In no particular order:
#1. Spare time used to be game time. As a parent, spare time no longer exists. Game time and sleep time are now used interchangeably.
#2. When deciding on a game, game ratings were never even considered pre-parenting. Now mature rated games actually mean something. That meaning is – This is a (cannot be played around the kids) game.
#3. “Kiddie” games are no longer off limits nor are “casual” games.
#4. The PSP becomes less of a portable gaming system and more of a portable “shut the kid up” tool. (Ok I only let her watch Cars or Incredibles on it from time to time but only as a treat. I don’t actually use it to “shut the kid up” even though it tends to do just that. It just sounded funnier).
#5. Controllers should never be left on a surface that is lower than a couch/coffee table + 3 ft lest you want to play with greasy food covered controllers. This is also true when you have friends over who have potato chip hands. In that situation you need the controllers behind lock and key.
#6. “Fake” game controllers are never good enough. The only acceptable controller to a child is the one that is currently in use.
#7. Video game cosplay has a coolness factor of x10 on your own child. Not to mention an equal x10 cuteness factor on that mini you.
#8. Spontaneous on sale/clearanced gaming purchases have been replaced by on sale/clearanced kids toys or clothing.
#9. The cost of daycare for 2 children is roughly equal to buying a PlayStation 3 console (or a 360) plus a game – every single week (give or take depending on what daycare of course). Ouchies.
#10. Expendable cash actually existed before the advent of my children. Nowadays I’m happy when I can afford to buy a $3.17 Jr. Bacon cheeseburger meal from Wendy’s.
So… Anything you have learned as a gaming parent?
Personally I’ve been rooting for a Zone of the Ender’s Collection. Z.O.E. 2 is one of the best games that the PS2 has to offer in my opinion. A compilation disc would at least chide me over until Kojima decides to stop milking the MGS teet and work on Z.O.E. 3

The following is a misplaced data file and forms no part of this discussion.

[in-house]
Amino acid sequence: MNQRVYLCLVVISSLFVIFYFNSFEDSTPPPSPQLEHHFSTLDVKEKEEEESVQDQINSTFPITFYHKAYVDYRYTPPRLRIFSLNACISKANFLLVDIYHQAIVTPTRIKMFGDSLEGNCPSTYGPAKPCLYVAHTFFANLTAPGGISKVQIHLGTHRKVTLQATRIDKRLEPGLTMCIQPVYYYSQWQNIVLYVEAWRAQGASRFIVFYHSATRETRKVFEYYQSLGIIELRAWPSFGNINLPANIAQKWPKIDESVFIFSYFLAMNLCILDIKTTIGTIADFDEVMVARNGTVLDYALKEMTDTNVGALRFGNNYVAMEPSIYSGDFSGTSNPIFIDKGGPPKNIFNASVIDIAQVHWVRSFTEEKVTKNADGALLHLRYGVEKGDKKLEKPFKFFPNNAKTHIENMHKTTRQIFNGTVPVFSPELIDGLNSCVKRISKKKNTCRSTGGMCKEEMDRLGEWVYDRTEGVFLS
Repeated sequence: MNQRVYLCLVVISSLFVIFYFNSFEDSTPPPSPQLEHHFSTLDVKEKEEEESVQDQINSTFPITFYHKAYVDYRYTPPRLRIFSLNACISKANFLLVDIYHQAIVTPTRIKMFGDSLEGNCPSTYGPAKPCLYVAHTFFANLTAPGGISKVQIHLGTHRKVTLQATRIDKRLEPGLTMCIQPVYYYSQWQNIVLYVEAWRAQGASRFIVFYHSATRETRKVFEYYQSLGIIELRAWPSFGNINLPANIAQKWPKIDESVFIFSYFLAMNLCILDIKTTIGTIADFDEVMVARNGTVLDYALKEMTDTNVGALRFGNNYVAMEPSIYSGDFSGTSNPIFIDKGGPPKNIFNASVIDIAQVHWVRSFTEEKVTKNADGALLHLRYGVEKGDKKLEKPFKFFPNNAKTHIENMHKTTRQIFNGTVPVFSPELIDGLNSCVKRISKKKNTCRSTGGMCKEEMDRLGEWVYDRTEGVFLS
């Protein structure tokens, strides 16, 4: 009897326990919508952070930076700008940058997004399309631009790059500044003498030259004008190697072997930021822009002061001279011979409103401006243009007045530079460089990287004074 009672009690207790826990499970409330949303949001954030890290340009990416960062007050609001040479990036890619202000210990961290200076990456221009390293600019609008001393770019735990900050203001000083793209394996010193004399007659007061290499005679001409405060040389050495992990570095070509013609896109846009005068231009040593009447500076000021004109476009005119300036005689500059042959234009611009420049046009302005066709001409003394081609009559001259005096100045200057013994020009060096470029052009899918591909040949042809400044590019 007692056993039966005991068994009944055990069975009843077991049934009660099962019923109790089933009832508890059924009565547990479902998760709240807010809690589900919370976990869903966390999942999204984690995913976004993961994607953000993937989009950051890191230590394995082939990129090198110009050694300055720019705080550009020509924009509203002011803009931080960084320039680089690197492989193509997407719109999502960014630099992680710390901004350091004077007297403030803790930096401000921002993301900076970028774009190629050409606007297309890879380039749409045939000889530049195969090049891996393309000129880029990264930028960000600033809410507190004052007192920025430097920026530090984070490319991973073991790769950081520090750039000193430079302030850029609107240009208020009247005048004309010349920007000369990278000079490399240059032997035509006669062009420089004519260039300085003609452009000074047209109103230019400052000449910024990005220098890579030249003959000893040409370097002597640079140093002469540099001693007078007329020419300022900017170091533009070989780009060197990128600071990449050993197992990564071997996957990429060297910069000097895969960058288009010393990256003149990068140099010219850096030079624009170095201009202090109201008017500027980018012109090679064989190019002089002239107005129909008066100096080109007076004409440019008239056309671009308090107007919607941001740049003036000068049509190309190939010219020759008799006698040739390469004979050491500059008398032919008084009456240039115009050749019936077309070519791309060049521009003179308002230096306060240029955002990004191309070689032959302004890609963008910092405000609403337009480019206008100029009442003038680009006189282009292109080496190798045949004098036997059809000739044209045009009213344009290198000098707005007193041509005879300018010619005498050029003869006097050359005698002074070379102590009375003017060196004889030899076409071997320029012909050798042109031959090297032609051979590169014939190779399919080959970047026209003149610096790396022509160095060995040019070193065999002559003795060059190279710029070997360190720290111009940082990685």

Another series that I’d like to see get the HD treatment is Maximo. This game and its younger brother Army of Zin were based on the Ghosts n’ Goblins Universe. Basically if you wanted to play a 3D version of Ghosts n’ Goblins, you just needed to play one of these. I loved these games and I don’t think they got the credit they deserved.
I’ve now had my PSP Go for a little over 3 months and I felt the need to share my thoughts.
First off, I love my PSP Go. I only have 3 games for it and a handful of demos but what I can say is that they all look great. it still amazes me the graphical capabilities on such a small machine. By small I mean it fits into my pocket. It even fits in my jeans pocket WITH the soft cover. That’s impressive. Even though it’s so tiny, it still feels solid and not cheap.
Being able to load up a game directly from the systems is awesome. There is something to be said about being able to carry your library of games without literally carrying your library of games. If I had to carry all of my games around via UMD’s I’d probably not do it. I’d have a single game in the drive at all times while I’m out and about only to switch out when I was at home. I’d have to plan ahead and I really don’t want to bother.
It comes with 16 GB of internal storage. It seems that the memory size of PSP games vary anywhere from 50MB to 1.2GB. That’s a pretty large margin and the 3 games I have on my PSP Go take up roughly 3GB already. If this is any indication of the average size of a PSP game for download, you should burn through that 16GB rather quickly. Well I guess it’s a good thing that you can expand that memory with a memory stick micro. I believe the current maximum is an additional 16 GB effectively doubling the storage.
Movies look great on the Go. I often let the lil girl watch Cars on it. She loves the thing. Entertainment anywhere I say.
Bluetooth is a great feature. I’ve sent photos and music to and from my phone. The bluetooth also allows my PS3 controllers to connect to the PSP Go. A handy feature that I have not yet used but a handy feature no less.